By Arthur H. Gunther III
We all walk, run, race, saunter and mope our individual ways through life, journeys that for most are never just straightaway but with twists and turns, detours, cul de sacs, dead ends and, if we are fortunate, the rare casual lane. This is about that last byway, which I have tarried on just a precious few times.
If you have had a longish life, as I am into, with a fine family, successful career and a feeling that you were given an opportunity to make a very slight but real difference to the good and that you have tried to do that, you cannot have complaint. And I do not. Even my falls and flaws have somehow been positive. I am damn lucky.
Yet if I went to the finish line without having been on the casual lane, a door to what might be next might not have opened in preview. Not sure if I am headed to that -- the jury is still out -- but I have gotten a glimpse of things fantastic.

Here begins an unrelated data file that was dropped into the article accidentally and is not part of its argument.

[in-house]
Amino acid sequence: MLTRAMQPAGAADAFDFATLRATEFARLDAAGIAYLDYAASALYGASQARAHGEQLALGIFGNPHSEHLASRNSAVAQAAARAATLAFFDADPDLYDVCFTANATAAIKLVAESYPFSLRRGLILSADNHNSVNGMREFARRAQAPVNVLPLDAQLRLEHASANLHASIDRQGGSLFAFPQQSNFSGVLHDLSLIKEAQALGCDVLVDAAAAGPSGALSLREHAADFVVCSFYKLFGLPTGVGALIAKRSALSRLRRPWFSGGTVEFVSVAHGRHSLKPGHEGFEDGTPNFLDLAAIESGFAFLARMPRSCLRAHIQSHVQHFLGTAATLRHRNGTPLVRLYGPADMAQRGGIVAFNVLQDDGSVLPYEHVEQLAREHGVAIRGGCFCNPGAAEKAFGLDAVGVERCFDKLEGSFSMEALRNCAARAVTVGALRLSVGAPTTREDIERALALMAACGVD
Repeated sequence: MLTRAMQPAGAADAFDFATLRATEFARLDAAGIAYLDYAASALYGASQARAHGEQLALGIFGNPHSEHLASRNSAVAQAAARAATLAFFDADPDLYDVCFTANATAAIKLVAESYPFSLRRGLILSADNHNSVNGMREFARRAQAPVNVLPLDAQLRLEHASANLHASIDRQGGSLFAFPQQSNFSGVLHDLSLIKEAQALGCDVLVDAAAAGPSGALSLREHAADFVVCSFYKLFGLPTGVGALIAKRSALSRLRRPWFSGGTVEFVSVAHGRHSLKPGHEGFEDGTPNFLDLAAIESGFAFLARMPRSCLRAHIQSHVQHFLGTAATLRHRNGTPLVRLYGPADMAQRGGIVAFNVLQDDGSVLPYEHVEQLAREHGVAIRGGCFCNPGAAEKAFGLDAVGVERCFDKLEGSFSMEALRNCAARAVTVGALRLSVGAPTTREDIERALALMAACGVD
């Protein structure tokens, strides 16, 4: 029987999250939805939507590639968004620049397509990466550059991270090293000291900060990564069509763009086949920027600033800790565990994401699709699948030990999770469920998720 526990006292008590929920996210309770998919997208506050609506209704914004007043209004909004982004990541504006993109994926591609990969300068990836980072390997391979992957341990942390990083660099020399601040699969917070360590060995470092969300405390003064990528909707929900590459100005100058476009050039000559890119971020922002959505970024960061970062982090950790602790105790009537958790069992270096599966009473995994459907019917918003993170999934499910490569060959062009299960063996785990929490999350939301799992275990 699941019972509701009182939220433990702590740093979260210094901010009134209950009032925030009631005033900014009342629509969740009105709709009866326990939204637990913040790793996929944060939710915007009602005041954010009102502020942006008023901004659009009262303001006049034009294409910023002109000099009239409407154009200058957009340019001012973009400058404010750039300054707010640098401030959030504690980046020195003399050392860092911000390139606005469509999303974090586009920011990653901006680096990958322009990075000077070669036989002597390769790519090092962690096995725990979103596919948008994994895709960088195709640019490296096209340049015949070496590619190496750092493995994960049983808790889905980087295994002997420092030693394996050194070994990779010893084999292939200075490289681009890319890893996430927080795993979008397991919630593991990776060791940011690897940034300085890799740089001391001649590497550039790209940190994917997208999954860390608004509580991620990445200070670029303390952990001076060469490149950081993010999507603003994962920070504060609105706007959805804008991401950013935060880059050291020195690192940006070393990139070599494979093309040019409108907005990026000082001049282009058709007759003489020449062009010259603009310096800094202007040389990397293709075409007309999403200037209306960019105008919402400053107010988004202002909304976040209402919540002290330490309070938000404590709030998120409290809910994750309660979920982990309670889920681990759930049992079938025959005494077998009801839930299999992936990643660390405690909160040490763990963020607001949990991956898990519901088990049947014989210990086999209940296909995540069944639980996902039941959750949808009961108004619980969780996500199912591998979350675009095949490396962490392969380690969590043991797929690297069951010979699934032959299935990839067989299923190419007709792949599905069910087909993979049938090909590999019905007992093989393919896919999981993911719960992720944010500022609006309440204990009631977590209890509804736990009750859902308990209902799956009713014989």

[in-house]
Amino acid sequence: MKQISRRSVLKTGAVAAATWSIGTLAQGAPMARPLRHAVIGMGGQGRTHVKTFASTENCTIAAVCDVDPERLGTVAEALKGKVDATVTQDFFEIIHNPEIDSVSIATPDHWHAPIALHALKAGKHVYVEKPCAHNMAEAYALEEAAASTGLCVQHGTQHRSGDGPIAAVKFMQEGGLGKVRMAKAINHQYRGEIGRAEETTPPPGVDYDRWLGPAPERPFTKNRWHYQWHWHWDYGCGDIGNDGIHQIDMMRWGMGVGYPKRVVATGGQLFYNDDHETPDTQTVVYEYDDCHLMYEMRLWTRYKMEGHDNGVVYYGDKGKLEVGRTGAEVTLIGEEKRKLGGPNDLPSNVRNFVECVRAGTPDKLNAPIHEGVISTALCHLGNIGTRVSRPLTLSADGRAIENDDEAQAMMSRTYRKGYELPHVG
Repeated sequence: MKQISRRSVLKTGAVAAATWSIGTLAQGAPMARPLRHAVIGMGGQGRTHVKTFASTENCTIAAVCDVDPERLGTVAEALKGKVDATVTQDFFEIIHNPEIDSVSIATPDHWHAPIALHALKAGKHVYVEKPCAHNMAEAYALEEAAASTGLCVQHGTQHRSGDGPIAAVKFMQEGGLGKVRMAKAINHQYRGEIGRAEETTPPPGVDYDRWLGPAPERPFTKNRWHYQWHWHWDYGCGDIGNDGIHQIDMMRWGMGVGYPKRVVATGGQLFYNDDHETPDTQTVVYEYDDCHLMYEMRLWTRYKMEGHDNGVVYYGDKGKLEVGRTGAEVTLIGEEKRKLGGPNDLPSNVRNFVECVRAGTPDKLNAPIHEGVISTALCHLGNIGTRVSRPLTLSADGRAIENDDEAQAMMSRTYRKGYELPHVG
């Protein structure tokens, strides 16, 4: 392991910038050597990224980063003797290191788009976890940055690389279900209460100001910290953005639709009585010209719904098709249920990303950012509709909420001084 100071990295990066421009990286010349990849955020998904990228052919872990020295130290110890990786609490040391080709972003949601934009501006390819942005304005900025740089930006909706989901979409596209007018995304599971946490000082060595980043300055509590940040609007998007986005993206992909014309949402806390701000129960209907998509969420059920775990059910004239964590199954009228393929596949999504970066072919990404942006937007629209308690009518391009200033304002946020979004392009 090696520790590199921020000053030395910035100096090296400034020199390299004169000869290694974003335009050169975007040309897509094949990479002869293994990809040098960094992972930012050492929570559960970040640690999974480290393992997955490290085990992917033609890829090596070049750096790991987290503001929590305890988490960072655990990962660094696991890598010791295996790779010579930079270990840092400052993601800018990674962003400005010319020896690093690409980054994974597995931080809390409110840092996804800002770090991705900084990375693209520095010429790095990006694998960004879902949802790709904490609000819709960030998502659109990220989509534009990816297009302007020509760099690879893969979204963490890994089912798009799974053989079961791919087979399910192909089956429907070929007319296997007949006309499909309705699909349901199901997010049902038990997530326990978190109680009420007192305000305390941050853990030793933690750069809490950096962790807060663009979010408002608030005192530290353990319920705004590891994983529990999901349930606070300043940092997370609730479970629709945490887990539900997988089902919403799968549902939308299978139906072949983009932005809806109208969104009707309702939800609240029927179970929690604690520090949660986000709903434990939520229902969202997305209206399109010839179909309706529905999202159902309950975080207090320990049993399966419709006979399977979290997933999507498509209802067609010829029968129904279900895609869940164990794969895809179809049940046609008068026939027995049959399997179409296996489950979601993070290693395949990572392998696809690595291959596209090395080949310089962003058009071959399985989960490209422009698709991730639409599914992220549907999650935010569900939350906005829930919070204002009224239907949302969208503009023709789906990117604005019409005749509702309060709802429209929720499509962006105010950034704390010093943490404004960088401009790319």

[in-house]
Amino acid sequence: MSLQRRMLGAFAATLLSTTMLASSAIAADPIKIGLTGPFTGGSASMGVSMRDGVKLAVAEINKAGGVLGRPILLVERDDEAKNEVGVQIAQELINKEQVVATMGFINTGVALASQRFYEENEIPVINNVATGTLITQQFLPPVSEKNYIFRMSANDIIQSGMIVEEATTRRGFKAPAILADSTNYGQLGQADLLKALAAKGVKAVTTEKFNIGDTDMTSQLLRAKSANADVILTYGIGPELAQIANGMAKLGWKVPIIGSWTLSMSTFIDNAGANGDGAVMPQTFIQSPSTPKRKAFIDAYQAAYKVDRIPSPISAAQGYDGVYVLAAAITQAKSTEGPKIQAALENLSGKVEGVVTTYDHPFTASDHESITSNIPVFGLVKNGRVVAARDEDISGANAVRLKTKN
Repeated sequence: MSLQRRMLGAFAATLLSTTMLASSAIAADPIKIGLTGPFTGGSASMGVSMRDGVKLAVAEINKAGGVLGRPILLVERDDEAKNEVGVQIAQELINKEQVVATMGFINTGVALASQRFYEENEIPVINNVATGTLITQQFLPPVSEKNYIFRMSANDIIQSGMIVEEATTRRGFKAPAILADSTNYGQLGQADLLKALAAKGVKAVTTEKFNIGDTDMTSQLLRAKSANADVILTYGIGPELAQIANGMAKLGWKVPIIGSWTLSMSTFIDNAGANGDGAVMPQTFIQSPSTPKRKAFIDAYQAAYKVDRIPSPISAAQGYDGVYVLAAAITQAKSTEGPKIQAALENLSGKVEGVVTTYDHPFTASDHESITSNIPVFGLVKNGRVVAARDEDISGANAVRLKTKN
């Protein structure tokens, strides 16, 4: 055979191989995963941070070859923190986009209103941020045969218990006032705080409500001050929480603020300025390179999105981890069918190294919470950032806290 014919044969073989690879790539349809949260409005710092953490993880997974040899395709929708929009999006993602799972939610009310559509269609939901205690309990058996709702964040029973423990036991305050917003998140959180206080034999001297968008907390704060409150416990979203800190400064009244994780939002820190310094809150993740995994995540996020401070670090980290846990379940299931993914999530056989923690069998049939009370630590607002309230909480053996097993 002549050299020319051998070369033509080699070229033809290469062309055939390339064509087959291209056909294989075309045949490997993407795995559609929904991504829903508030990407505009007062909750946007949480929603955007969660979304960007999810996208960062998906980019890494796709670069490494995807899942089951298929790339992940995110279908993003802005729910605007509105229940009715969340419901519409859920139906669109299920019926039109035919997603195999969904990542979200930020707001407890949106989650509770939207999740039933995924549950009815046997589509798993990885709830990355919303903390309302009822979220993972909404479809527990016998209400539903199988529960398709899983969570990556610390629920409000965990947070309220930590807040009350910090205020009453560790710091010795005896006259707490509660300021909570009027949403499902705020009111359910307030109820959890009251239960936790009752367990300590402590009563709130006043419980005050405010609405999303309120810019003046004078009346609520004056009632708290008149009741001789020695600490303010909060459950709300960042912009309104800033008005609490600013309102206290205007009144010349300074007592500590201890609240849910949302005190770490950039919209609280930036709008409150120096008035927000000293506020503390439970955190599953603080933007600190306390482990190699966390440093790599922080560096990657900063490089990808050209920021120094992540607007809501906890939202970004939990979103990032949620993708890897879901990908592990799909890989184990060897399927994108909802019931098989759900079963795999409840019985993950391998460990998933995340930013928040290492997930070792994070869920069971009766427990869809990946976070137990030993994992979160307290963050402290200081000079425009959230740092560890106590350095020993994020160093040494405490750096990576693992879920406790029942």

Each of us has a mojo, a core essence, the fuel that is in our engine, our raison d’etre. Mine is the quiet. It is where I drink my life water. Nothing creative, no goosebumps, no inner happiness, no true understanding comes without being there, however short that may be, however infrequent. The quiet comes when it does, and it is obvious that my god of the woods and all that is simple and decent offers it.
Once, so long ago now, in a time when the planets seemed to bring confusion and I was stalled against moving forward on every level, I found respite without looking for it on a casual lane where the goosebumps came in conversation about nothing but about everything. I was not there long, and the next road had many twists and turns, too, then the long straightaway came. It has been the highway of job (career), raising family, losing friends and family, gaining friends and family, of much change, retirement, new opportunities,
Now I am back on a casual lane from time to time, again enjoying conversation that brings insight and comfort, a general purring for the synchronization is right as it was so long ago. I refill my quiet there, bouncing the ordinary off a co-conversationalist, as once before. Different time, different people, but understanding, understood.
The writer is a retired newspaperman.